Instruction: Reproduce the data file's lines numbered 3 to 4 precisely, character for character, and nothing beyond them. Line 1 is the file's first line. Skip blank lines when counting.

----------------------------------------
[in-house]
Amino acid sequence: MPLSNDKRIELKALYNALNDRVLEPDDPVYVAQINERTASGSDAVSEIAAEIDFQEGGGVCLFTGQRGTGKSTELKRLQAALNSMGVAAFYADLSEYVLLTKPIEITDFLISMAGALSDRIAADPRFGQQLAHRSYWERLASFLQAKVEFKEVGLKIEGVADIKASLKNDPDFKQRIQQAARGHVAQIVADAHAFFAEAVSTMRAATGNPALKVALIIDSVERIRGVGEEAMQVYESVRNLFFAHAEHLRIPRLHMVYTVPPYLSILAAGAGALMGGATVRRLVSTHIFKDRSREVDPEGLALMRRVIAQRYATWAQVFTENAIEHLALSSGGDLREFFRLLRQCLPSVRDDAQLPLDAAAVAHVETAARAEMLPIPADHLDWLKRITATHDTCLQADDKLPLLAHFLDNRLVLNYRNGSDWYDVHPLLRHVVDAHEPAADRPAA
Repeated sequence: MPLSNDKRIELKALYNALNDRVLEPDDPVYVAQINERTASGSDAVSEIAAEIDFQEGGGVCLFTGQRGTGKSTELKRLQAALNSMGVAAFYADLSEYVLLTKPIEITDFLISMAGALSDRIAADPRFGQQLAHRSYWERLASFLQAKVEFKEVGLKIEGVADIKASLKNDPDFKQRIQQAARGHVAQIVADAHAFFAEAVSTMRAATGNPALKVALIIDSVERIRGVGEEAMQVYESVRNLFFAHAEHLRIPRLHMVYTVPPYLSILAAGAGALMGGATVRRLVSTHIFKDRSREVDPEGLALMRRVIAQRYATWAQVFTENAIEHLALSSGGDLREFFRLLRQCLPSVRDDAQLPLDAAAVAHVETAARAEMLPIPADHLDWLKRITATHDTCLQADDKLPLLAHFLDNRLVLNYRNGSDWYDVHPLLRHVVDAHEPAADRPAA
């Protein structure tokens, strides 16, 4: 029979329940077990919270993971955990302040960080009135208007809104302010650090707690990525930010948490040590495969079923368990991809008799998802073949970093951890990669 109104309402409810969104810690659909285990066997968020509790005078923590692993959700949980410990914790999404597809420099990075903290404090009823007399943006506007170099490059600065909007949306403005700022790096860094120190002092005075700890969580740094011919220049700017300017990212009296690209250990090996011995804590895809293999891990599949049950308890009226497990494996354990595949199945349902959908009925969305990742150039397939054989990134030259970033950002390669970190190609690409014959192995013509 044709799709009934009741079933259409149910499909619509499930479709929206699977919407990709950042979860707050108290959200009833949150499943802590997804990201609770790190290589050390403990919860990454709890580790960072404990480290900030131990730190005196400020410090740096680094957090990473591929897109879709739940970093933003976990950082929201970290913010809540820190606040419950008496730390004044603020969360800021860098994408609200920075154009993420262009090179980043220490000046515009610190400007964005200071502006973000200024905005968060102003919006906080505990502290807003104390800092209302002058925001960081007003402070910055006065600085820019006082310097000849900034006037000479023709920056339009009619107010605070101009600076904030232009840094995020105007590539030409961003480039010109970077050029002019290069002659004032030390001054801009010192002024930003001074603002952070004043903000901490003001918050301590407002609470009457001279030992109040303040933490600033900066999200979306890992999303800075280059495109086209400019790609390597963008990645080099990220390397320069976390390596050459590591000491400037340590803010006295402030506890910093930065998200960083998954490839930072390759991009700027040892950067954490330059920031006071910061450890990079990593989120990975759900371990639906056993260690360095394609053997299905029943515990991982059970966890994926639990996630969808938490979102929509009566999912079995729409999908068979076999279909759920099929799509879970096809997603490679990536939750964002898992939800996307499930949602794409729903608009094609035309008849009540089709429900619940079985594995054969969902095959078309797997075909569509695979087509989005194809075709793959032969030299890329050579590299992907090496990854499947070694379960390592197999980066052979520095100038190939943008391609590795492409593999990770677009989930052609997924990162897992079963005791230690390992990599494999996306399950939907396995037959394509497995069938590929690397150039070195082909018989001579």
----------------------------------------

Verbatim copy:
Repeated sequence: MPLSNDKRIELKALYNALNDRVLEPDDPVYVAQINERTASGSDAVSEIAAEIDFQEGGGVCLFTGQRGTGKSTELKRLQAALNSMGVAAFYADLSEYVLLTKPIEITDFLISMAGALSDRIAADPRFGQQLAHRSYWERLASFLQAKVEFKEVGLKIEGVADIKASLKNDPDFKQRIQQAARGHVAQIVADAHAFFAEAVSTMRAATGNPALKVALIIDSVERIRGVGEEAMQVYESVRNLFFAHAEHLRIPRLHMVYTVPPYLSILAAGAGALMGGATVRRLVSTHIFKDRSREVDPEGLALMRRVIAQRYATWAQVFTENAIEHLALSSGGDLREFFRLLRQCLPSVRDDAQLPLDAAAVAHVETAARAEMLPIPADHLDWLKRITATHDTCLQADDKLPLLAHFLDNRLVLNYRNGSDWYDVHPLLRHVVDAHEPAADRPAA
């Protein structure tokens, strides 16, 4: 029979329940077990919270993971955990302040960080009135208007809104302010650090707690990525930010948490040590495969079923368990991809008799998802073949970093951890990669 109104309402409810969104810690659909285990066997968020509790005078923590692993959700949980410990914790999404597809420099990075903290404090009823007399943006506007170099490059600065909007949306403005700022790096860094120190002092005075700890969580740094011919220049700017300017990212009296690209250990090996011995804590895809293999891990599949049950308890009226497990494996354990595949199945349902959908009925969305990742150039397939054989990134030259970033950002390669970190190609690409014959192995013509 044709799709009934009741079933259409149910499909619509499930479709929206699977919407990709950042979860707050108290959200009833949150499943802590997804990201609770790190290589050390403990919860990454709890580790960072404990480290900030131990730190005196400020410090740096680094957090990473591929897109879709739940970093933003976990950082929201970290913010809540820190606040419950008496730390004044603020969360800021860098994408609200920075154009993420262009090179980043220490000046515009610190400007964005200071502006973000200024905005968060102003919006906080505990502290807003104390800092209302002058925001960081007003402070910055006065600085820019006082310097000849900034006037000479023709920056339009009619107010605070101009600076904030232009840094995020105007590539030409961003480039010109970077050029002019290069002659004032030390001054801009010192002024930003001074603002952070004043903000901490003001918050301590407002609470009457001279030992109040303040933490600033900066999200979306890992999303800075280059495109086209400019790609390597963008990645080099990220390397320069976390390596050459590591000491400037340590803010006295402030506890910093930065998200960083998954490839930072390759991009700027040892950067954490330059920031006071910061450890990079990593989120990975759900371990639906056993260690360095394609053997299905029943515990991982059970966890994926639990996630969808938490979102929509009566999912079995729409999908068979076999279909759920099929799509879970096809997603490679990536939750964002898992939800996307499930949602794409729903608009094609035309008849009540089709429900619940079985594995054969969902095959078309797997075909569509695979087509989005194809075709793959032969030299890329050579590299992907090496990854499947070694379960390592197999980066052979520095100038190939943008391609590795492409593999990770677009989930052609997924990162897992079963005791230690390992990599494999996306399950939907396995037959394509497995069938590929690397150039070195082909018989001579």